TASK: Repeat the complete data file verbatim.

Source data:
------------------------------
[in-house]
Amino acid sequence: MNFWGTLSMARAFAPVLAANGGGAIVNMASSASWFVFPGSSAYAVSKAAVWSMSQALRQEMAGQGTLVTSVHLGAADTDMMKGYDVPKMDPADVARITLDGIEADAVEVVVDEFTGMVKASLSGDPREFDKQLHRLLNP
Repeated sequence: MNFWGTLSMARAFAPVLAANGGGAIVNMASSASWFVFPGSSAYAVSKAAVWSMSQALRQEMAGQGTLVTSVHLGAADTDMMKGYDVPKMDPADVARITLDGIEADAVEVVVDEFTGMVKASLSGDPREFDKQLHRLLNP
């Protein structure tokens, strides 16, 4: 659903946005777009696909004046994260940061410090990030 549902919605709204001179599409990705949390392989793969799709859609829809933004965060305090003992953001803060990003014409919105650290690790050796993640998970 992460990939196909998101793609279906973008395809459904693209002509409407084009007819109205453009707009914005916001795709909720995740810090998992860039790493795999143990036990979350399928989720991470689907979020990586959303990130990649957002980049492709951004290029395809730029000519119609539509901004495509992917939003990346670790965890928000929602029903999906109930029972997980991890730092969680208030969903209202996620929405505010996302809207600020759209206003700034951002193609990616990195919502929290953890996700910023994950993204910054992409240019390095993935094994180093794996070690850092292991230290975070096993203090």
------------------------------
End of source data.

[in-house]
Amino acid sequence: MNFWGTLSMARAFAPVLAANGGGAIVNMASSASWFVFPGSSAYAVSKAAVWSMSQALRQEMAGQGTLVTSVHLGAADTDMMKGYDVPKMDPADVARITLDGIEADAVEVVVDEFTGMVKASLSGDPREFDKQLHRLLNP
Repeated sequence: MNFWGTLSMARAFAPVLAANGGGAIVNMASSASWFVFPGSSAYAVSKAAVWSMSQALRQEMAGQGTLVTSVHLGAADTDMMKGYDVPKMDPADVARITLDGIEADAVEVVVDEFTGMVKASLSGDPREFDKQLHRLLNP
């Protein structure tokens, strides 16, 4: 659903946005777009696909004046994260940061410090990030 549902919605709204001179599409990705949390392989793969799709859609829809933004965060305090003992953001803060990003014409919105650290690790050796993640998970 992460990939196909998101793609279906973008395809459904693209002509409407084009007819109205453009707009914005916001795709909720995740810090998992860039790493795999143990036990979350399928989720991470689907979020990586959303990130990649957002980049492709951004290029395809730029000519119609539509901004495509992917939003990346670790965890928000929602029903999906109930029972997980991890730092969680208030969903209202996620929405505010996302809207600020759209206003700034951002193609990616990195919502929290953890996700910023994950993204910054992409240019390095993935094994180093794996070690850092292991230290975070096993203090």